Cowboy poet Badger Clark will be celebrated in song and stories Sept. 2 at Custer State Park.
“This year marks three milestones in Clark’s life,” said Michael Lewis, president of the South Dakota Historical Society Foundation.
One hundred years ago, Clark’s volume of poetry ‘Grass Grown Trails’ was first published. It is also the 80th anniversary of Clark’s appointment as South Dakota’s first poet laureate, and the 60th anniversary of his death.
The Sept. 2 celebration will include performances and presentations by Pegie Douglas and the Badger Sett Band, Rex Rideout, Greg Scott and Kenn Pierson.
There will be music and stories of Clark’s life, along with the showing of Pierson’s film “Mountain Thunder: A Ballad of Badger Clark.”
All events are free, however a park entrance license is required.
Badger Clark was born Jan. 1, 1883 in Albia, Iowa. When he was just three months old, Clark’s Methodist minister father moved the family to a homestead south of Plankinton to recover from Civil War injuries.
Clark attended Dakota Wesleyan University before his restlessness took him to Cuba and Arizona, where he spent four years as a cowboy. After returning to South Dakota, Clark built a cabin in custer State Park known as Badger Hole, and became a cowboy poet.
His first volume of poetry “Sun and Saddle Leather” was published in 1915. “Grass Grown Trails” was Clark’s second volume of poetry and was later included in the reprinting of “Sun and Saddle Leather.” Gov. Leslie Jensen named Clark the first poet laureate of South Dakota in 1937 -- a title Clark held until his death 20 years later.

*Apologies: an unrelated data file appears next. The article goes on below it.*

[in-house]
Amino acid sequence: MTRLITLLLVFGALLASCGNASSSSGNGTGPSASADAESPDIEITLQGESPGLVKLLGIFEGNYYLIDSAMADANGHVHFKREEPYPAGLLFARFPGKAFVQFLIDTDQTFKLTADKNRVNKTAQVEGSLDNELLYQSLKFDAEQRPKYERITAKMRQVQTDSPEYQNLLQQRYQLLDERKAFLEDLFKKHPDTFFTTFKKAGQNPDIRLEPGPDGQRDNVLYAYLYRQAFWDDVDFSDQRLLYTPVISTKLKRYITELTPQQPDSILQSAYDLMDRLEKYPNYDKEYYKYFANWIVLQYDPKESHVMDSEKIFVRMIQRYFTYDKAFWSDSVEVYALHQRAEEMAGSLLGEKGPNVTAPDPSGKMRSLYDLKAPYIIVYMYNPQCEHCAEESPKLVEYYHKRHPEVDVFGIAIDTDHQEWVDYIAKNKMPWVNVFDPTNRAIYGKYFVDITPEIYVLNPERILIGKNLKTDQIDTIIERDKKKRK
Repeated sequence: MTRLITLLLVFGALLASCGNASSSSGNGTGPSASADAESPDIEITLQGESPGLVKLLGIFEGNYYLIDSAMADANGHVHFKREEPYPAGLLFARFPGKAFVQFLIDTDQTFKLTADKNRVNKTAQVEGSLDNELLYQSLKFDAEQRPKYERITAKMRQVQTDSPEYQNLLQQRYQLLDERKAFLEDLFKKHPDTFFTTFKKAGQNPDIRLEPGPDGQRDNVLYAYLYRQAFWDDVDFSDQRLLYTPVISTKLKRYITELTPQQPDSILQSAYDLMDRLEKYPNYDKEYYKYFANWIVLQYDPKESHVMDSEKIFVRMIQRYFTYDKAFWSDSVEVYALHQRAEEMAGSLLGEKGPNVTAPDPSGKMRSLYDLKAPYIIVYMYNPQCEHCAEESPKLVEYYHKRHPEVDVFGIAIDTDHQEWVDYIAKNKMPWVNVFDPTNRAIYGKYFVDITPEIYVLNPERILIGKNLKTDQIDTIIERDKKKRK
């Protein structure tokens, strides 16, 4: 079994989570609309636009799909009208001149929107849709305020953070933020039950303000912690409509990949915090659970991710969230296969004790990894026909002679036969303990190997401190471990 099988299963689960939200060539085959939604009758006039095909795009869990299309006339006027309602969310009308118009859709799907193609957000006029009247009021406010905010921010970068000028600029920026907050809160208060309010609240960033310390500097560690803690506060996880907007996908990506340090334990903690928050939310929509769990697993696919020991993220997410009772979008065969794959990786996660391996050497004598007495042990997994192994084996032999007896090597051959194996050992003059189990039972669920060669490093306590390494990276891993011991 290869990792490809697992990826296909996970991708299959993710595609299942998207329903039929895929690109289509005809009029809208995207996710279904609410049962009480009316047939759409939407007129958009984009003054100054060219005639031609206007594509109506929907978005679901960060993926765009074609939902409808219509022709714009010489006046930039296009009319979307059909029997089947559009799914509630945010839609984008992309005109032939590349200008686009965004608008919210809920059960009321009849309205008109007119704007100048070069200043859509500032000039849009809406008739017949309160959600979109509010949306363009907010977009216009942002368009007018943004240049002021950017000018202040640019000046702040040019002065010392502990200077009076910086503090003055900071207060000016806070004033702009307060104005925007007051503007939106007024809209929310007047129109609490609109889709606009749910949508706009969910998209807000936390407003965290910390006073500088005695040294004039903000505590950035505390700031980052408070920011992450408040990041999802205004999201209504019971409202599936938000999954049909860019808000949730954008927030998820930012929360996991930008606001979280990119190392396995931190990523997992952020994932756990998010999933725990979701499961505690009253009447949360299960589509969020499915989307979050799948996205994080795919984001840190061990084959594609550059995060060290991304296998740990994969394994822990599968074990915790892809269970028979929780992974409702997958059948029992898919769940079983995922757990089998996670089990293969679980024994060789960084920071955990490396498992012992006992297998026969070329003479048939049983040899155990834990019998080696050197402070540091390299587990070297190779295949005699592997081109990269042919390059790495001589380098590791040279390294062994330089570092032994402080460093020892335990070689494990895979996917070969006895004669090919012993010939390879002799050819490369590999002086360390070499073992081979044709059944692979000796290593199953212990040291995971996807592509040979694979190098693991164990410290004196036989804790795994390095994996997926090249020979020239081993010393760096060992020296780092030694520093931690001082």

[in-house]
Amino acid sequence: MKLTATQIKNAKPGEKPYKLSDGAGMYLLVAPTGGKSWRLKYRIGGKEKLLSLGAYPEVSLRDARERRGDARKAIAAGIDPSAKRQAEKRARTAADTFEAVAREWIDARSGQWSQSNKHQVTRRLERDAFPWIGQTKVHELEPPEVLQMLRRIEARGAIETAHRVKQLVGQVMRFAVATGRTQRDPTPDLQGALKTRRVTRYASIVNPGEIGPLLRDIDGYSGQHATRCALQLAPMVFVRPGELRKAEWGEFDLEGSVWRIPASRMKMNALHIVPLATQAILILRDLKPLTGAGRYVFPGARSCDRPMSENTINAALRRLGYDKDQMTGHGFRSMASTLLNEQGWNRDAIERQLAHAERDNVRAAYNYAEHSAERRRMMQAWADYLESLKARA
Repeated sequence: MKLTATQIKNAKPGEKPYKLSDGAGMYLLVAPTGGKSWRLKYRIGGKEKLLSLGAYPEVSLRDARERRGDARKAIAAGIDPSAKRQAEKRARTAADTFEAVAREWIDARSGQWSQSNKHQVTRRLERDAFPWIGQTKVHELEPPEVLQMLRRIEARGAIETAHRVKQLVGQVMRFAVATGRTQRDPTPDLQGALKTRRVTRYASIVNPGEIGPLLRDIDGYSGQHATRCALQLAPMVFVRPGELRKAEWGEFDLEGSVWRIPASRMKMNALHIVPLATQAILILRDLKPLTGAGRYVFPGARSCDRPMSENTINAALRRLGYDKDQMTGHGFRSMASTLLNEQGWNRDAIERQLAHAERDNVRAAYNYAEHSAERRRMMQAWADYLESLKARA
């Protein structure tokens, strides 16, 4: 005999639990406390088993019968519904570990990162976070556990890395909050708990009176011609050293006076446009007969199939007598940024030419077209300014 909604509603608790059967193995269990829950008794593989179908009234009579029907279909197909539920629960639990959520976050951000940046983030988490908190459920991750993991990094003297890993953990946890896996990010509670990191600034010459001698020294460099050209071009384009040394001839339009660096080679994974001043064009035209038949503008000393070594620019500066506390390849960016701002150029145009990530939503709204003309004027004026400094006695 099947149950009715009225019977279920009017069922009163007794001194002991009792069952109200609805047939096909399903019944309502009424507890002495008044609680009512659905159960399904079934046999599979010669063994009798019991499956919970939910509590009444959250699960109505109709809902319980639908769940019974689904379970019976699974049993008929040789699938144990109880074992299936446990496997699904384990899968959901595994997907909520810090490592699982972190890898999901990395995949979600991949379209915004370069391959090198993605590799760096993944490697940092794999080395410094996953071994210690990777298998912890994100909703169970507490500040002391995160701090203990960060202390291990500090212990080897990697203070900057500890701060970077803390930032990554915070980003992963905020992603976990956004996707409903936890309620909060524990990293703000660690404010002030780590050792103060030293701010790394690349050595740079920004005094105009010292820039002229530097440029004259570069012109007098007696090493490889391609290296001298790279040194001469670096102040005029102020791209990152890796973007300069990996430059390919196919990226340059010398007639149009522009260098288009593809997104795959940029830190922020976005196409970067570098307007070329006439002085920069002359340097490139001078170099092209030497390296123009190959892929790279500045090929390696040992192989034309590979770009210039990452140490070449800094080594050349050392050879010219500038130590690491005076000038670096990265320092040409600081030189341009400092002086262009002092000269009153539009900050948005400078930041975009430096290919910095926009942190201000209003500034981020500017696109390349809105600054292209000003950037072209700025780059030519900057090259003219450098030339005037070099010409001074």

In 2012, the Badger Sett Band was formed to keep the legacy of Badger Clark and his poems alive. Douglas, the leader, has set Clark’s poems to music and discusses Clark’s life.
Rideout is a historical musician and entertainer. He has studied the song and verse of the Old West for more than 30 years. He was the cowboy fiddler in the movie “Cowboys and Aliens.”
Scott is the editor of “Cowboy Poetry: Classic Poems & Prose by Badger Clark.” A fourth generation Arizonian and retired history teacher, Scott has spent decades studying Clark’s life in Arizona territory and beyond. As a scholar of the Arizona Humanities Council, his most popular program was about Clark. He has presented programs about Clark around the country and at the annual cowboy poetry and music gathering in Elko, Nev.
Pierson adapted the stage play “Mountain Thunder: A Ballad of Badger Clark” from the letters and poems of Clark while attending Dakota Wesleyan University in Mitchell. Later, he was involved in the filming of South Dakota Public Broadcasting’s version of “Mountain Thunder” on site at The Badger Hole. Clark’s home near Legion Lake, following the death of his theater professor and friend Darryl F. Patten, who portrayed Clark on stage and screen. Pierson lives with his family in Los Angeles, Calif., where he teaches English and American literature at Rio Hondo College.
A Celebration of Cowboy Poet Badger Clark is sponsored by the South Dakota Historical Society Foundation.